The date is 18th January 2017. Yesterday I passed the 100 mark for enquiries this year. 107 to be precise. 107 people planning their big day have contacted little old me in the space of just 18 days. THAT IS MENTAL.
It made me think back to just two years ago – still fairly new to the industry, with very few photographer friends and even less clue about what I was doing, I was seriously low on bookings and had no idea what to do. To make it worse, it was January, and smug bastard photographers across the land (or Facebook) were posting about how many new enquiries they’d had. I flipping hated them and their successful businesses. Why wasn’t I receiving a squillion enquiries an hour. Why wasn’t my year fully booked up. The injustice!
The background to this? I’d started my business is May 2013 with the absolute certainty that I would not be a wedding photographer. No thank you – that crazy, high pressure shizzle was definitely not for me. I was quite adamant about that. For about 2 months. Then I was handed a couple of lovely weddings within the space of a few weeks. Two couples who were willing to take a chance on the unknown. So I went for it. I look back at my 2013 self with a mixture of exasperation and grudging admiration. If I knew then, what I know now, about the many many things that can go wrong on a wedding day. I wouldn’t have done it. Fear (and sense) would have stopped me. Thank goodness nothing did go wrong. The one single solitary camera I had with me on the day didn’t disintegrate My £50 kit lens just about managed to stand up to what I demanded of it and I left the couples with images they professed to be happy with. I was flipping buzzing. Rockstar photographer material right here! Bathing in my own success I decide weddings were now most definitely the thing for me. I set out with the determination to book many more and leave the hated corporate lifestyle.
It all went swimmingly at first. I used the local Facebook wedding groups to advertise my services. I booked lots of weddings in for the following year. I discounted heavily and competed on price because I was concerned with getting the numbers in the diary. By May 2014 – just 12 months after establishing Rachel Joyce Photography, I was in the position to be able to leave work. Walking out of the office that last day was quite literally the most exhilarating feeling I have ever experienced. That feeling didn’t last very long. The realities of being self employed and solely responsible for finding my own income soon hit home. I was photographing a lot of weddings – but they weren’t all necessarily the type of weddings I wanted to shoot. I was often booked based on my low price rather than my own particular style or approach. Whenever I did photograph a wedding where the couple really trusted me and my approach, where are the details of the day got me excited, where I was allowed the time to produce good images – it just hit home how much I wanted to do this all the time.
The solution? Increase my prices. I was in a lot of photography forums on Facebook – a silent lurker in the background, not confident enough to chip in with my opinions. The answer to almost every single question or mini-rant was to increase your prices. Apparently this was the magical way to suddenly get customers who truly valued what you do. This was the way you would start to book those epic mountain top, elopement weddings. Easy right? No actually. I increased my prices and of course, you guessed it. Nobody booked. My enquiries dried up, people stopped responding to my Facebook ads, no one was visiting my website. It was a dire situation. Back to the Facebook groups of wisdom and what was their solution? Hold out for 3 months. People need 3 months to come to terms with your new pricing and then they will book. What absolute bullshit is that I thought? No they wont – this is the wedding industry, they’ll go and find someone cheaper and book them immediately.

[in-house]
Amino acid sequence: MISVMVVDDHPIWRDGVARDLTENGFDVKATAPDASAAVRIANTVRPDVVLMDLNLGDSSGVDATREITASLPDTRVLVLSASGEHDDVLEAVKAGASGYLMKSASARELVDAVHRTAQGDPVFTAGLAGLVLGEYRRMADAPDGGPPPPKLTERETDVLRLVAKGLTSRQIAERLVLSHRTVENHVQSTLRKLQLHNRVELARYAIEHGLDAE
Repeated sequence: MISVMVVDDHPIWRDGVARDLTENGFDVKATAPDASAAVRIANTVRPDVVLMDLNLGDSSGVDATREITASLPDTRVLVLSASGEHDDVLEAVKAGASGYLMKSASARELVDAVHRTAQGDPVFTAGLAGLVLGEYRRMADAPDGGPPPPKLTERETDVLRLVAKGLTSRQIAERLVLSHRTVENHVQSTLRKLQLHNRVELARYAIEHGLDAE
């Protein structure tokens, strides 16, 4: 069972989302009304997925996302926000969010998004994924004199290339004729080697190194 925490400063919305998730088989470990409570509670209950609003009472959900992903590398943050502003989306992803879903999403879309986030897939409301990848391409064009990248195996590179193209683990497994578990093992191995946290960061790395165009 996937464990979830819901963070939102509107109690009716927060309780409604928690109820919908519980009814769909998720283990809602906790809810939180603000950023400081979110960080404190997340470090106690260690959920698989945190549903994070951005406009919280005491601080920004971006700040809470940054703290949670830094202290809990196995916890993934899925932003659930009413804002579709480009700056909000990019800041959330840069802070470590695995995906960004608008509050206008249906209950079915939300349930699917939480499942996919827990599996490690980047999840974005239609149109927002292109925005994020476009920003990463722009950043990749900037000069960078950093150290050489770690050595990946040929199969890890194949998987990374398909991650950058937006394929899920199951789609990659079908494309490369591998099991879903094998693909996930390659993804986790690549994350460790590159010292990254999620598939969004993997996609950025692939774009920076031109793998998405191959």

Me. Crossroads. Drop prices and be unhappy? Keep prices where they and potentially be poor? Can I choose neither? I looked around me – there were lots of photographers charging more than me and surviving – flourishing even. Why couldn’t I? I knew it was time to take control of who I was targetting. My first foray into the world of marketing.
What I realise now – that I didn’t realise then – was that I had already been marketing. I’d just been doing it really really (really really really) terribly. I’d been marketing without focus, marketing without intention and basically marketing without a bloody clue what I was doing. All I needed was a little help and direction. Thankfully I’ve always been capable of finding and taking on board information, it’s the history student in me. So before long I’d signed up to numerous marketing courses, devoured books and blog posts and tried and tested many of the hints and tips I read on the online groups. It all started to come together.
Marketing was the magic that helped my business become enjoyable. And profitable of course. But most importantly enjoyable. I love how it permeates every aspect of my business – how I present my work, where I advertise, which social media platforms I use – marketing comes into everything.
Marketing with intention made all the difference to my business and I know it can do the same for yours. If you’re struggling with your business becoming more intentional with your marketing will help. There’s some help and advise on this blog about perfecting your marketing. Or you can get in touch to arrange a mentoring session so we can really get to the bottom of what you need.